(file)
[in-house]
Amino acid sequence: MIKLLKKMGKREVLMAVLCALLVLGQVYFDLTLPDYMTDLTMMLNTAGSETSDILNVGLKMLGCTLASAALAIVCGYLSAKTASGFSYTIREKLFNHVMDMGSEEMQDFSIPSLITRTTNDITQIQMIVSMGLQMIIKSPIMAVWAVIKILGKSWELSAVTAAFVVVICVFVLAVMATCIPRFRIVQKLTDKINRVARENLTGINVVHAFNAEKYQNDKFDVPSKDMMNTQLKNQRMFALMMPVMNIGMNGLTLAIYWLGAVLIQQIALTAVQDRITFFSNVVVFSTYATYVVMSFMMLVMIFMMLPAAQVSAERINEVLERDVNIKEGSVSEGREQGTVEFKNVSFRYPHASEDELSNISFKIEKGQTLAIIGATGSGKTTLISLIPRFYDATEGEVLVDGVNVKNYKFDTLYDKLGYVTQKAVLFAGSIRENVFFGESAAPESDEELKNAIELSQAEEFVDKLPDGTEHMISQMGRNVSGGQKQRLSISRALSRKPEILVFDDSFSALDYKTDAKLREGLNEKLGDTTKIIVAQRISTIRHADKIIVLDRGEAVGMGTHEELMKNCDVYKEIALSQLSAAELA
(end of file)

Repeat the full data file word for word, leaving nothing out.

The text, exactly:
[in-house]
Amino acid sequence: MIKLLKKMGKREVLMAVLCALLVLGQVYFDLTLPDYMTDLTMMLNTAGSETSDILNVGLKMLGCTLASAALAIVCGYLSAKTASGFSYTIREKLFNHVMDMGSEEMQDFSIPSLITRTTNDITQIQMIVSMGLQMIIKSPIMAVWAVIKILGKSWELSAVTAAFVVVICVFVLAVMATCIPRFRIVQKLTDKINRVARENLTGINVVHAFNAEKYQNDKFDVPSKDMMNTQLKNQRMFALMMPVMNIGMNGLTLAIYWLGAVLIQQIALTAVQDRITFFSNVVVFSTYATYVVMSFMMLVMIFMMLPAAQVSAERINEVLERDVNIKEGSVSEGREQGTVEFKNVSFRYPHASEDELSNISFKIEKGQTLAIIGATGSGKTTLISLIPRFYDATEGEVLVDGVNVKNYKFDTLYDKLGYVTQKAVLFAGSIRENVFFGESAAPESDEELKNAIELSQAEEFVDKLPDGTEHMISQMGRNVSGGQKQRLSISRALSRKPEILVFDDSFSALDYKTDAKLREGLNEKLGDTTKIIVAQRISTIRHADKIIVLDRGEAVGMGTHEELMKNCDVYKEIALSQLSAAELA